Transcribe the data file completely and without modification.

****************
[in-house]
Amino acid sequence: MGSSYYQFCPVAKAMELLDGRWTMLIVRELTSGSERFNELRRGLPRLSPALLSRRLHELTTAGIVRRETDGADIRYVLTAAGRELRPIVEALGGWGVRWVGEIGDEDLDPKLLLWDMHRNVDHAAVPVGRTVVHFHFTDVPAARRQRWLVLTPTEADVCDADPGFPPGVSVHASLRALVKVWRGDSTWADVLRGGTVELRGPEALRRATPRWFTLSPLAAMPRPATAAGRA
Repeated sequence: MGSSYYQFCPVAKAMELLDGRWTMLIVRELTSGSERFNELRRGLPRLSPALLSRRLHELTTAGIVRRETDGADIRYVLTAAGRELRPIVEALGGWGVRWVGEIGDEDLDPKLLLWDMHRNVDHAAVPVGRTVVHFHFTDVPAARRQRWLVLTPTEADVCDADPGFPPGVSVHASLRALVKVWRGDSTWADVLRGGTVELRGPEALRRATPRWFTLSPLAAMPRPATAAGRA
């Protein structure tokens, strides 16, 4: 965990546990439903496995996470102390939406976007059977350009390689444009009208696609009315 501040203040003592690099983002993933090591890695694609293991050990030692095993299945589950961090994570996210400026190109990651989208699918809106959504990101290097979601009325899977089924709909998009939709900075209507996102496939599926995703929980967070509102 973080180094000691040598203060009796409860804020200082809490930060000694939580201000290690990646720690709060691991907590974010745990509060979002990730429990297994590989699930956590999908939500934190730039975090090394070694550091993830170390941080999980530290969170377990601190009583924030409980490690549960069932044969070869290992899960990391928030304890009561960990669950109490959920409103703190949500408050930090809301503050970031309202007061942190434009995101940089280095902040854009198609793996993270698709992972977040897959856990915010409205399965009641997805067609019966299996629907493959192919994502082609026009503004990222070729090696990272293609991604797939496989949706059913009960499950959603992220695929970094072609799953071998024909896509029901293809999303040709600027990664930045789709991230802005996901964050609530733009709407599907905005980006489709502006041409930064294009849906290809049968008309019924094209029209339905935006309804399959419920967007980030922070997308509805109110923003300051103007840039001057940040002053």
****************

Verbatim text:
[in-house]
Amino acid sequence: MGSSYYQFCPVAKAMELLDGRWTMLIVRELTSGSERFNELRRGLPRLSPALLSRRLHELTTAGIVRRETDGADIRYVLTAAGRELRPIVEALGGWGVRWVGEIGDEDLDPKLLLWDMHRNVDHAAVPVGRTVVHFHFTDVPAARRQRWLVLTPTEADVCDADPGFPPGVSVHASLRALVKVWRGDSTWADVLRGGTVELRGPEALRRATPRWFTLSPLAAMPRPATAAGRA
Repeated sequence: MGSSYYQFCPVAKAMELLDGRWTMLIVRELTSGSERFNELRRGLPRLSPALLSRRLHELTTAGIVRRETDGADIRYVLTAAGRELRPIVEALGGWGVRWVGEIGDEDLDPKLLLWDMHRNVDHAAVPVGRTVVHFHFTDVPAARRQRWLVLTPTEADVCDADPGFPPGVSVHASLRALVKVWRGDSTWADVLRGGTVELRGPEALRRATPRWFTLSPLAAMPRPATAAGRA
């Protein structure tokens, strides 16, 4: 965990546990439903496995996470102390939406976007059977350009390689444009009208696609009315 501040203040003592690099983002993933090591890695694609293991050990030692095993299945589950961090994570996210400026190109990651989208699918809106959504990101290097979601009325899977089924709909998009939709900075209507996102496939599926995703929980967070509102 973080180094000691040598203060009796409860804020200082809490930060000694939580201000290690990646720690709060691991907590974010745990509060979002990730429990297994590989699930956590999908939500934190730039975090090394070694550091993830170390941080999980530290969170377990601190009583924030409980490690549960069932044969070869290992899960990391928030304890009561960990669950109490959920409103703190949500408050930090809301503050970031309202007061942190434009995101940089280095902040854009198609793996993270698709992972977040897959856990915010409205399965009641997805067609019966299996629907493959192919994502082609026009503004990222070729090696990272293609991604797939496989949706059913009960499950959603992220695929970094072609799953071998024909896509029901293809999303040709600027990664930045789709991230802005996901964050609530733009709407599907905005980006489709502006041409930064294009849906290809049968008309019924094209029209339905935006309804399959419920967007980030922070997308509805109110923003300051103007840039001057940040002053």